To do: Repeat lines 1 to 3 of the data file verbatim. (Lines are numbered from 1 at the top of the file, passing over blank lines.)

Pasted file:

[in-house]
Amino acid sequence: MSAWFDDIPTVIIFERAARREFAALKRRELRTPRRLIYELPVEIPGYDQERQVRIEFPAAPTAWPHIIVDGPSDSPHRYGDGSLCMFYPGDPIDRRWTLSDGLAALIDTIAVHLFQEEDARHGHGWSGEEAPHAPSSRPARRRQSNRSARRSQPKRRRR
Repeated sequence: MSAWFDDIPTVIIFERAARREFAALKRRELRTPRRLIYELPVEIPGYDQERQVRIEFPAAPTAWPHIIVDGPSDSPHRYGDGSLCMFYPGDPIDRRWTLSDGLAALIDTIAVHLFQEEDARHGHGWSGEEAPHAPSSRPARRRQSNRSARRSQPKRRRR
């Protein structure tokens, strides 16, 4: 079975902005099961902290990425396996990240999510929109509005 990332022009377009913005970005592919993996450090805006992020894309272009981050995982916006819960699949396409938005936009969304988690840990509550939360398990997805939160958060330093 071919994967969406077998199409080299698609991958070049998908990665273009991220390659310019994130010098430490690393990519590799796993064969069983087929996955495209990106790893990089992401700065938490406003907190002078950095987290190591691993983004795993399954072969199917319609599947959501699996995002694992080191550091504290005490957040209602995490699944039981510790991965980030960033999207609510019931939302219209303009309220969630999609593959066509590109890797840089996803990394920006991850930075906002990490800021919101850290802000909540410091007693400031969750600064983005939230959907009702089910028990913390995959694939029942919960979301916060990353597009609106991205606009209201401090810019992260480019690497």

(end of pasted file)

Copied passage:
[in-house]
Amino acid sequence: MSAWFDDIPTVIIFERAARREFAALKRRELRTPRRLIYELPVEIPGYDQERQVRIEFPAAPTAWPHIIVDGPSDSPHRYGDGSLCMFYPGDPIDRRWTLSDGLAALIDTIAVHLFQEEDARHGHGWSGEEAPHAPSSRPARRRQSNRSARRSQPKRRRR
Repeated sequence: MSAWFDDIPTVIIFERAARREFAALKRRELRTPRRLIYELPVEIPGYDQERQVRIEFPAAPTAWPHIIVDGPSDSPHRYGDGSLCMFYPGDPIDRRWTLSDGLAALIDTIAVHLFQEEDARHGHGWSGEEAPHAPSSRPARRRQSNRSARRSQPKRRRR